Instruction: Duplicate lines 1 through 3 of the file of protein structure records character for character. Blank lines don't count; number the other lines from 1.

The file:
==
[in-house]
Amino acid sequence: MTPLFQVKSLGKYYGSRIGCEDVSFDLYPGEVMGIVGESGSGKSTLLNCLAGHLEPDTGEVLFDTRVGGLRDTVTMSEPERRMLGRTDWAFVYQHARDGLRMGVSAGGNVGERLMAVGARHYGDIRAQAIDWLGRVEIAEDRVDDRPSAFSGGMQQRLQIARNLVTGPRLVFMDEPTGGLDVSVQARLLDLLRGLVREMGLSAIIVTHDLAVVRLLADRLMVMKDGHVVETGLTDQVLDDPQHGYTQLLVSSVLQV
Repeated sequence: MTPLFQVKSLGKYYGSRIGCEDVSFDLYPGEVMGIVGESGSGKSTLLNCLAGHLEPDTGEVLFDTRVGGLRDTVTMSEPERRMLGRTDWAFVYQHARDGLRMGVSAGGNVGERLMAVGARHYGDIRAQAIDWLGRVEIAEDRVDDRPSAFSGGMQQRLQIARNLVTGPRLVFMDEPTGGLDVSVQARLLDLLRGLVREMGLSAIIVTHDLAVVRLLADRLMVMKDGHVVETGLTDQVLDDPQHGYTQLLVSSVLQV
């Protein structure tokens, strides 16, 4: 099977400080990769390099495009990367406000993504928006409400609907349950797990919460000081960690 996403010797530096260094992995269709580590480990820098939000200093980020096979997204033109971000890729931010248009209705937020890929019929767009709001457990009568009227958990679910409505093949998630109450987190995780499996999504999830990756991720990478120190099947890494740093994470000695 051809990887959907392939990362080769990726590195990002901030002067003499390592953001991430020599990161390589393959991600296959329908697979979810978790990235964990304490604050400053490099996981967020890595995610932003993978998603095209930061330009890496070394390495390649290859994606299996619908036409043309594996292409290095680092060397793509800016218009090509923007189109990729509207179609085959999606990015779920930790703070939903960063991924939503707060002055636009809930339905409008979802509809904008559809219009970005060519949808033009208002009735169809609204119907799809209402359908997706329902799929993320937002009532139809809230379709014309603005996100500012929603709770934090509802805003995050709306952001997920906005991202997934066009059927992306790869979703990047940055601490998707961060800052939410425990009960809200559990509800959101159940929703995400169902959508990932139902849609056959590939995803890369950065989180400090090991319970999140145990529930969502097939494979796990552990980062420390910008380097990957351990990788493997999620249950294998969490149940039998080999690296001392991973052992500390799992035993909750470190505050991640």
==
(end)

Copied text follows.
[in-house]
Amino acid sequence: MTPLFQVKSLGKYYGSRIGCEDVSFDLYPGEVMGIVGESGSGKSTLLNCLAGHLEPDTGEVLFDTRVGGLRDTVTMSEPERRMLGRTDWAFVYQHARDGLRMGVSAGGNVGERLMAVGARHYGDIRAQAIDWLGRVEIAEDRVDDRPSAFSGGMQQRLQIARNLVTGPRLVFMDEPTGGLDVSVQARLLDLLRGLVREMGLSAIIVTHDLAVVRLLADRLMVMKDGHVVETGLTDQVLDDPQHGYTQLLVSSVLQV
Repeated sequence: MTPLFQVKSLGKYYGSRIGCEDVSFDLYPGEVMGIVGESGSGKSTLLNCLAGHLEPDTGEVLFDTRVGGLRDTVTMSEPERRMLGRTDWAFVYQHARDGLRMGVSAGGNVGERLMAVGARHYGDIRAQAIDWLGRVEIAEDRVDDRPSAFSGGMQQRLQIARNLVTGPRLVFMDEPTGGLDVSVQARLLDLLRGLVREMGLSAIIVTHDLAVVRLLADRLMVMKDGHVVETGLTDQVLDDPQHGYTQLLVSSVLQV